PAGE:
The Small Business at Work Toolkit

Tips, checklists, and resources to help managers lead a disability inclusive workforce.
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Young adult colleagues talk sitting at a table in an office.

Hiring

Recruiting and hiring people with disabilities

Scenario 1: Sally and the school picnic

A woman talks on the phone while looking concernedCreative Products is a custom manufacturing business that employs 237 people. Sally is the only full-time HR person in the company. She is aware of the ADA and has taken steps to make sure the company is compliant. Finding workers is an ongoing and time-consuming struggle for the business, so Creative Products decided a year ago to outsource most of their recruiting and hiring functions.

Recently, while attending a school picnic, Sally found out from an acquaintance that several veterans who had just returned from service overseas had applied for jobs at Creative Products, but were rejected early in the application process. The next morning Sally talked to the recruiting firm and discovered why they had declined these applications. The recruiter “did some sleuthing” and found that two of these veteran applicants were getting treatment for post-traumatic stress injuries (PTSI) and the third had a mild traumatic brain injury.

Sally was perplexed and angry. She had met one of the applicants at another community event, and he seemed like someone who would be a good hire. She’s called a meeting with company leadership to determine next steps.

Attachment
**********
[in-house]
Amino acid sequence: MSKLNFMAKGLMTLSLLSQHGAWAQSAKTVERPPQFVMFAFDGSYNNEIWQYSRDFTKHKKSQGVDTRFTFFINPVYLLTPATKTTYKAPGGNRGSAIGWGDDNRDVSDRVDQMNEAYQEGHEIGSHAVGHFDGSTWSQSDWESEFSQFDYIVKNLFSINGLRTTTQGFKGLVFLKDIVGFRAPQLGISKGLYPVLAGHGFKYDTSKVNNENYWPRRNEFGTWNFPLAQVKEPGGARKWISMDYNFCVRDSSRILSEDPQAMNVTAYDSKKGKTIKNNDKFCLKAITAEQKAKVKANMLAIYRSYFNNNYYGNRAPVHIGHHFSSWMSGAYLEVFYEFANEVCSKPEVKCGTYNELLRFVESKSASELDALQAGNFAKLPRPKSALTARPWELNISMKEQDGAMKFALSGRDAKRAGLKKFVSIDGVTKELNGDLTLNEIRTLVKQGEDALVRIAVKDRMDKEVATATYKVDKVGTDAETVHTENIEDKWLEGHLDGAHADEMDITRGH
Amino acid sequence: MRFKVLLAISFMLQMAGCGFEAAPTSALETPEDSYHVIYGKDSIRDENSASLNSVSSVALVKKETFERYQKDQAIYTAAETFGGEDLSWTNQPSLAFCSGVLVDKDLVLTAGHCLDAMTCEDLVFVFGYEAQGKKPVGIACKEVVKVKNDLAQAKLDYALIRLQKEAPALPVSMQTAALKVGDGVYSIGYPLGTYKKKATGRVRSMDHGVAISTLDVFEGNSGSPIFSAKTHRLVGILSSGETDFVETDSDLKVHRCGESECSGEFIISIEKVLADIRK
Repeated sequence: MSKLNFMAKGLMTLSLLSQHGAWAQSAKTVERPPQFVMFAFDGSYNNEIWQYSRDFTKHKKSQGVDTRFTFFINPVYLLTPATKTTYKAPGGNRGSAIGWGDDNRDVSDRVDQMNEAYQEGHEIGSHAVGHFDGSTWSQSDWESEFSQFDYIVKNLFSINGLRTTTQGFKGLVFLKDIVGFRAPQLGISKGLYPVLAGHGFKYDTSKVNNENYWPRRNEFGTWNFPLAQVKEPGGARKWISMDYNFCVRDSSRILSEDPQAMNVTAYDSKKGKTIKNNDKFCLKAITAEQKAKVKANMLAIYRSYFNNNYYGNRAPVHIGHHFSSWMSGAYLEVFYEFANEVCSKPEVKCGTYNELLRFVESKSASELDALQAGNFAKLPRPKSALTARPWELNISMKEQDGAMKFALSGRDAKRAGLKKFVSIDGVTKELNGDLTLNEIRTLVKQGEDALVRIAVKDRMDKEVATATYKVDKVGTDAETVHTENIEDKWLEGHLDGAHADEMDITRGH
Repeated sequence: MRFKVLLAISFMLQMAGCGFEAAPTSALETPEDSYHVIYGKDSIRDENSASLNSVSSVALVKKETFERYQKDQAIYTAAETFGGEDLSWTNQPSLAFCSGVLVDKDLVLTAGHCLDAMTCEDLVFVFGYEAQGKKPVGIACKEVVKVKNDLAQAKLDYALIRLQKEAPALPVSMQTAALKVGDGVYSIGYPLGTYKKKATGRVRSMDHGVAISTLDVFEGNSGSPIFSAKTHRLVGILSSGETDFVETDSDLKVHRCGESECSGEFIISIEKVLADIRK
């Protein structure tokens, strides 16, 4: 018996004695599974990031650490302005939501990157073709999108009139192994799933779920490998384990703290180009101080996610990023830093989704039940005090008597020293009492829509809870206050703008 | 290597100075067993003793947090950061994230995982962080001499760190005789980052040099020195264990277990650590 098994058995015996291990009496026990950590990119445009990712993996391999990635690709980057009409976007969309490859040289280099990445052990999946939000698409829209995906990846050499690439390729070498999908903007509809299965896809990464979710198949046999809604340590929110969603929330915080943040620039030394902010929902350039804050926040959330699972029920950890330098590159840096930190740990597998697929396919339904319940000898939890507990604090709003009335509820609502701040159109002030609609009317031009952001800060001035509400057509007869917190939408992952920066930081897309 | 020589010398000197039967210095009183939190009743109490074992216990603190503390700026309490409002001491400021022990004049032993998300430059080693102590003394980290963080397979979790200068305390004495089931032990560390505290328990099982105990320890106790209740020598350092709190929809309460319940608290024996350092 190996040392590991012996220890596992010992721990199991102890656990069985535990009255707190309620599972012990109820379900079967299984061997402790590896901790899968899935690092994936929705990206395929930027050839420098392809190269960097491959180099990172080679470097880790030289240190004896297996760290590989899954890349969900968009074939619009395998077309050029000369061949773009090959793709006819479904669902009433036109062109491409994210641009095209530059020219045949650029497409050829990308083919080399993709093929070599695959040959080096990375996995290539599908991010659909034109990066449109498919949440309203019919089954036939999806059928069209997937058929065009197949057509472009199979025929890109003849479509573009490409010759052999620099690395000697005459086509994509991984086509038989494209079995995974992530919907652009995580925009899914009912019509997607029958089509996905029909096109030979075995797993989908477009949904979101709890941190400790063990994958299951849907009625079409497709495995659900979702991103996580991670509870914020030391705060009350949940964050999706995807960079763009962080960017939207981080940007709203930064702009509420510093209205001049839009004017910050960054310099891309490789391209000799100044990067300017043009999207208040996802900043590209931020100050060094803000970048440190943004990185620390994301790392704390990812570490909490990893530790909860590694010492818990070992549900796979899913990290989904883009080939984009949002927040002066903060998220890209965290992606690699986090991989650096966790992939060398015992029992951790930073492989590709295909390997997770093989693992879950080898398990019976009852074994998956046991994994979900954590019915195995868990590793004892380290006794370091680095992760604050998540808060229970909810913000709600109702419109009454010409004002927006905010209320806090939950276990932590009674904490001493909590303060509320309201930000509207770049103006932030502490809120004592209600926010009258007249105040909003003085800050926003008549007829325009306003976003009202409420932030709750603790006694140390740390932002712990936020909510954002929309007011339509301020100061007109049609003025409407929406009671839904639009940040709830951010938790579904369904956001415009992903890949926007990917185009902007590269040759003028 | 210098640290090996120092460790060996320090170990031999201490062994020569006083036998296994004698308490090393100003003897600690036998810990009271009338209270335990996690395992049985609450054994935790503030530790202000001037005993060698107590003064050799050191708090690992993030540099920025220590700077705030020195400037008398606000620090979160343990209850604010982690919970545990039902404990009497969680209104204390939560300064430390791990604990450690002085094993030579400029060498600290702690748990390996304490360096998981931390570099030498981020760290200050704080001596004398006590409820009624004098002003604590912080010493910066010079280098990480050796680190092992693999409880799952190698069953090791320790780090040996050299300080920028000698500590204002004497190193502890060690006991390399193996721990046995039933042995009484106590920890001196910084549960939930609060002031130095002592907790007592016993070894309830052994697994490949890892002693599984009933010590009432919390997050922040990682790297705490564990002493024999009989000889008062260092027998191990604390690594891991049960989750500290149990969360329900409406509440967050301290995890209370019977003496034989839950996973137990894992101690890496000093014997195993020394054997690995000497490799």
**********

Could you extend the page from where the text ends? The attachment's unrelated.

Think about it. What needs to happen?

The actions of the recruiting firm are hurting Creative Products in several ways.

  • A shortage of qualified workers is the main challenge to the success of their business. They can’t afford to turn away workers who, with or without accommodations, are likely to be productive employees.
  • This recruiting firm has violated not only the ADA, but also other laws covering the employment rights of veterans. Creative Products might be held liable for these violations.
  • Creative Products risks losing the trust of their local community. Word gets out about what this company does and doesn’t stand for—it gets out to local community members, to customers, and to the potential applicant pool.

Sally needs to inform leadership that the recruiting company they contract with is damaging their business. Then, she needs to recommend that Creative Products either find another recruitment partner or hire a recruiting specialist into the company. Finally, Sally needs to pay more attention to selecting, communicating with, and monitoring business partnerships.

The takeaway

When misperceptions about talent (who has it, who doesn’t) drive recruitment, the talent pipeline available for a business narrows. Anyone who is involved with recruiting and hiring needs to understand both the law and the short- and long-term needs of the company.

Scenario 2: The frazzled managers